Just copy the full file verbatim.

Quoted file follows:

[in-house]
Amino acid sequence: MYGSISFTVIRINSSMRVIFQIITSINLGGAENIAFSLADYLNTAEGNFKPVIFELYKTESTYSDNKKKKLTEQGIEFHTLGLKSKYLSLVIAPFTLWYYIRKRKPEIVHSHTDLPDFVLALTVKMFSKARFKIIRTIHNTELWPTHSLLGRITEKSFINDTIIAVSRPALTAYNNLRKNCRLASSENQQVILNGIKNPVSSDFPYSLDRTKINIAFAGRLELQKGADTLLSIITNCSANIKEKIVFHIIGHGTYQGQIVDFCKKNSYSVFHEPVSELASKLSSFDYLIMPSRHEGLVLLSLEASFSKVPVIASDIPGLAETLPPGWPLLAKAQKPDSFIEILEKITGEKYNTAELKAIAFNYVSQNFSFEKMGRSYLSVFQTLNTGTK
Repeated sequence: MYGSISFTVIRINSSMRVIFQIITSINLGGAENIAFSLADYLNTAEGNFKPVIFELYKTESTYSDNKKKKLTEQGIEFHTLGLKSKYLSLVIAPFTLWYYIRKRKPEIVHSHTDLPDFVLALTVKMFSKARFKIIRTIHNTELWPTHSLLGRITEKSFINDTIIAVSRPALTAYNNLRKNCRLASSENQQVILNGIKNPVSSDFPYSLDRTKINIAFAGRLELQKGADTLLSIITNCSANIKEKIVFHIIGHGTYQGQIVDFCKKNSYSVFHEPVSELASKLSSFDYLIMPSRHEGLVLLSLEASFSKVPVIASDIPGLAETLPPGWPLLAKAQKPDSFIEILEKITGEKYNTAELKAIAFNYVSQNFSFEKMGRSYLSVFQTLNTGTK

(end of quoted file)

[in-house]
Amino acid sequence: MYGSISFTVIRINSSMRVIFQIITSINLGGAENIAFSLADYLNTAEGNFKPVIFELYKTESTYSDNKKKKLTEQGIEFHTLGLKSKYLSLVIAPFTLWYYIRKRKPEIVHSHTDLPDFVLALTVKMFSKARFKIIRTIHNTELWPTHSLLGRITEKSFINDTIIAVSRPALTAYNNLRKNCRLASSENQQVILNGIKNPVSSDFPYSLDRTKINIAFAGRLELQKGADTLLSIITNCSANIKEKIVFHIIGHGTYQGQIVDFCKKNSYSVFHEPVSELASKLSSFDYLIMPSRHEGLVLLSLEASFSKVPVIASDIPGLAETLPPGWPLLAKAQKPDSFIEILEKITGEKYNTAELKAIAFNYVSQNFSFEKMGRSYLSVFQTLNTGTK
Repeated sequence: MYGSISFTVIRINSSMRVIFQIITSINLGGAENIAFSLADYLNTAEGNFKPVIFELYKTESTYSDNKKKKLTEQGIEFHTLGLKSKYLSLVIAPFTLWYYIRKRKPEIVHSHTDLPDFVLALTVKMFSKARFKIIRTIHNTELWPTHSLLGRITEKSFINDTIIAVSRPALTAYNNLRKNCRLASSENQQVILNGIKNPVSSDFPYSLDRTKINIAFAGRLELQKGADTLLSIITNCSANIKEKIVFHIIGHGTYQGQIVDFCKKNSYSVFHEPVSELASKLSSFDYLIMPSRHEGLVLLSLEASFSKVPVIASDIPGLAETLPPGWPLLAKAQKPDSFIEILEKITGEKYNTAELKAIAFNYVSQNFSFEKMGRSYLSVFQTLNTGTK